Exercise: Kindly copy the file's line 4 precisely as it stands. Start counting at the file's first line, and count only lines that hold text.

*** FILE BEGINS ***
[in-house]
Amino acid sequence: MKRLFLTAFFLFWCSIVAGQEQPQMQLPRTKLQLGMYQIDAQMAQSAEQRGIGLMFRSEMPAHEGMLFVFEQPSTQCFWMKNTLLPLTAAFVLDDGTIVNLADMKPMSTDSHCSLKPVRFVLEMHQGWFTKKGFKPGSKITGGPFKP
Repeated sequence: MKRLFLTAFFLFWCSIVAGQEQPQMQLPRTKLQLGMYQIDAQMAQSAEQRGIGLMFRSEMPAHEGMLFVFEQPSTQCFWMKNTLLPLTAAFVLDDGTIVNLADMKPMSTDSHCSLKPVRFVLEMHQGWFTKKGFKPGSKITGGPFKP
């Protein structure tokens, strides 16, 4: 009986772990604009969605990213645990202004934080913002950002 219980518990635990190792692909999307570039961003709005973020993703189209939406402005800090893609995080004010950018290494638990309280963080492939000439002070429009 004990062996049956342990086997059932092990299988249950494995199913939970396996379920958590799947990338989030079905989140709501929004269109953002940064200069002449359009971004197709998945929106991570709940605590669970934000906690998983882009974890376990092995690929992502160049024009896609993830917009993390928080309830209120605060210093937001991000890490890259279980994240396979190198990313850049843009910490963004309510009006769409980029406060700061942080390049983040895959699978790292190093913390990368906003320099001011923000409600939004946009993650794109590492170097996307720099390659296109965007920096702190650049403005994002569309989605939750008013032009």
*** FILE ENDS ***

């Protein structure tokens, strides 16, 4: 009986772990604009969605990213645990202004934080913002950002 219980518990635990190792692909999307570039961003709005973020993703189209939406402005800090893609995080004010950018290494638990309280963080492939000439002070429009 004990062996049956342990086997059932092990299988249950494995199913939970396996379920958590799947990338989030079905989140709501929004269109953002940064200069002449359009971004197709998945929106991570709940605590669970934000906690998983882009974890376990092995690929992502160049024009896609993830917009993390928080309830209120605060210093937001991000890490890259279980994240396979190198990313850049843009910490963004309510009006769409980029406060700061942080390049983040895959699978790292190093913390990368906003320099001011923000409600939004946009993650794109590492170097996307720099390659296109965007920096702190650049403005994002569309989605939750008013032009």